Medium-budget movies can get a more compelling return on investment through high-quality video-on-demand, because they need to trade a single title and make money without swiping too much. And, if this means increasing streaming media subscribers, some studios may occasionally write down write-downs, just like “Hamilton” on Disney Plus. However, it is almost impossible for a film with a price tag of around $200 million to make a profit in the current film industry. This means that the “Fast & Furious” sequel “F9” and James Bond’s “No Time to Die” (scheduled for release on April 2) are likely to vacate those release dates unless more people get vaccinated.

MGM, the financial backer of the 007 series, and Universal Studios, the studio behind the high-octane series, declined to comment. Universal Pictures also enjoys the international right of “no time to die”.

Universal Pictures has deployed its early advanced video-on-demand agreements with exhibitors such as AMC and Cinemark, and has achieved considerable success. Among them, films such as “Troll World Tour” and “King of Staten Island” The studio made money. But few people expect Universal will test its PVOD transaction-which allows the studio to put new products into digital rental services within 17 days of the theater premiere-in a turbulent market, its pivotal “F9” “Such a pillar. The latest article in the series led by Vin Diesel broke the billion-dollar milestone with relative ease. Both “F9” and “No Time to Die” depend on box office revenue worldwide, especially in Asia where action franchising is particularly popular. Since their respective studios have invested a lot of marketing expenses in global promotional activities, the two companies must make a decision before the end of January to avoid reducing unnecessary expenses. If these films are postponed again, film studios may set their sights on the 2021 holiday corridor in order to get rid of the COVID-19 crisis once and for all.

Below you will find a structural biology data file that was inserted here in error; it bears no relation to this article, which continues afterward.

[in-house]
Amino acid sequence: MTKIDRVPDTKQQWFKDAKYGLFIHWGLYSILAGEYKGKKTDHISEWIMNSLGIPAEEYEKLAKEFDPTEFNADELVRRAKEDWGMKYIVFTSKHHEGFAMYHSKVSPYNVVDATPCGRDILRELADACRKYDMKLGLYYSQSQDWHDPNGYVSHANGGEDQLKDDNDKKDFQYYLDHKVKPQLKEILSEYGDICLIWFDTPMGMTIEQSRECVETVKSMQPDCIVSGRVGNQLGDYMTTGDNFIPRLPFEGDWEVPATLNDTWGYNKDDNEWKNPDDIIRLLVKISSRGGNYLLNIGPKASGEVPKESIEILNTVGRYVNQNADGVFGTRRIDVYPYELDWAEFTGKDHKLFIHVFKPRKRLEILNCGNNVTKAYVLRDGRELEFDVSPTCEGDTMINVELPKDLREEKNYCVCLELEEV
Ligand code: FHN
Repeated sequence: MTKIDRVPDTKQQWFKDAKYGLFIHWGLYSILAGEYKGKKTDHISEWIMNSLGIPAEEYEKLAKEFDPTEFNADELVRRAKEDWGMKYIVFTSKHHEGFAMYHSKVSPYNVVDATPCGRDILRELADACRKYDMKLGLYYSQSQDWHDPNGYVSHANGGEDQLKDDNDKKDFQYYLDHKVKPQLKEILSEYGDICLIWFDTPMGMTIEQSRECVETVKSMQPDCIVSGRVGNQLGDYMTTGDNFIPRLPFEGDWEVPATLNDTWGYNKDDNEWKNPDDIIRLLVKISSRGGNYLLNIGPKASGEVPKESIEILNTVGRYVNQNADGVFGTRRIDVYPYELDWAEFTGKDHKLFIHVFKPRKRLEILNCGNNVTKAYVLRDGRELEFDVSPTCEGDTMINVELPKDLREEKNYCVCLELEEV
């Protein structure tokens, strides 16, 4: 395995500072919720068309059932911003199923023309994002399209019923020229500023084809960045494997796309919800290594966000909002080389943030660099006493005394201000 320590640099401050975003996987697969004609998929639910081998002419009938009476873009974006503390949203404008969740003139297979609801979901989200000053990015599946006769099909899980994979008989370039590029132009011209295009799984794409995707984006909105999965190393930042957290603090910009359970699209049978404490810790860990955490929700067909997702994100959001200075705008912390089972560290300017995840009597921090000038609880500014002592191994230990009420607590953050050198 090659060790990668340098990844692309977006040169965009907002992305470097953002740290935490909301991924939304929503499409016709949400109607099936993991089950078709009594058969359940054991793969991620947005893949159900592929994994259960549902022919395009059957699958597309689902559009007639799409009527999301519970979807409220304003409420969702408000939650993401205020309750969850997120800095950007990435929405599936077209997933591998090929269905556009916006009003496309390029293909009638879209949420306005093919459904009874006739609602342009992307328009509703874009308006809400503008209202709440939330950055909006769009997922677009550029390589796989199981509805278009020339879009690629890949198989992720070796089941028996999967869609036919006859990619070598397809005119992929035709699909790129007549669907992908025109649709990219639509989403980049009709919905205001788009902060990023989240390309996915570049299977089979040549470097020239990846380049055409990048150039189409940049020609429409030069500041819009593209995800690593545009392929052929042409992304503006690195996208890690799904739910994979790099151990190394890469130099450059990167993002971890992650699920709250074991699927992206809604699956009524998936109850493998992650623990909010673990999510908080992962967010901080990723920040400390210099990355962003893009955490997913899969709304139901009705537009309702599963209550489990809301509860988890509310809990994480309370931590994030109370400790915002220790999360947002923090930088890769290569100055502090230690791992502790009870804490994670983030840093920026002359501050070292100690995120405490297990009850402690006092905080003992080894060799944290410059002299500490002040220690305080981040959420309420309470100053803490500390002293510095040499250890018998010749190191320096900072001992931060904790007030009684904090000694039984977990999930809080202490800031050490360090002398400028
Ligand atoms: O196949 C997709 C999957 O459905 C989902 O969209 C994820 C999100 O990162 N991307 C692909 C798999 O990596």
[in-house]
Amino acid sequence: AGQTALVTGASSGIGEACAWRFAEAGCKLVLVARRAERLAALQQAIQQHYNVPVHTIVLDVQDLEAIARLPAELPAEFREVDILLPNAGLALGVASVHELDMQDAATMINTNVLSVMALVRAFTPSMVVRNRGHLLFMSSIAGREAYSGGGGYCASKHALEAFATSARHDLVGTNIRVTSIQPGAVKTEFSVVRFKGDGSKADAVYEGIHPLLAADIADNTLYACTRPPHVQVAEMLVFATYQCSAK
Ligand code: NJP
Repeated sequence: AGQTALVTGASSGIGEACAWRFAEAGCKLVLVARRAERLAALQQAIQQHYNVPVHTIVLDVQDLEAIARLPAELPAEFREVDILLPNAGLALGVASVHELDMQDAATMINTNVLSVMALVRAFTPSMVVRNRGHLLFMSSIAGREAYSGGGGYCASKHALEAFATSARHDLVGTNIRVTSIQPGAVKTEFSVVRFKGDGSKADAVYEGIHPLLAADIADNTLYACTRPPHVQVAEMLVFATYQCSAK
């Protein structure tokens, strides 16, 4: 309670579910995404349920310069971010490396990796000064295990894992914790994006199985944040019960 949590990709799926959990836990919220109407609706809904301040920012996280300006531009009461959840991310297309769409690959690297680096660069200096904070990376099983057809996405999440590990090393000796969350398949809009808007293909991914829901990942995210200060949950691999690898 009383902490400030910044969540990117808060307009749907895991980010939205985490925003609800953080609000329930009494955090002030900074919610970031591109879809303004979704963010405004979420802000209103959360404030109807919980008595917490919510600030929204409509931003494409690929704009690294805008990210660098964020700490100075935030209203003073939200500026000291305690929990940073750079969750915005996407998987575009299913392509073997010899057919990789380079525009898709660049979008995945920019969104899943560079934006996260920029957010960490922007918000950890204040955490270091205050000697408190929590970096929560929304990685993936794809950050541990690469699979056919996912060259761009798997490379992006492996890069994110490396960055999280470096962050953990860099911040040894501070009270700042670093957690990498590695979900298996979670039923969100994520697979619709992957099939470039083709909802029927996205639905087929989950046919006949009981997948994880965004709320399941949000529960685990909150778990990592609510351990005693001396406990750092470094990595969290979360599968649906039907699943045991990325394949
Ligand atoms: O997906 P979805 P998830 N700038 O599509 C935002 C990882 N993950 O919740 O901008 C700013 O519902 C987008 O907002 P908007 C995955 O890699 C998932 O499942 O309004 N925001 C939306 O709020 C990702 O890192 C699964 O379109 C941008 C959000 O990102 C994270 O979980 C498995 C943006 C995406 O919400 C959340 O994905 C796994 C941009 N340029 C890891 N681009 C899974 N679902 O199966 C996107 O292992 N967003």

For many studios, delay, delay and delay again may be the best option, hopefully the last time. However, if the pandemic proves everything, Hollywood may find itself repeating the song and dance within six months.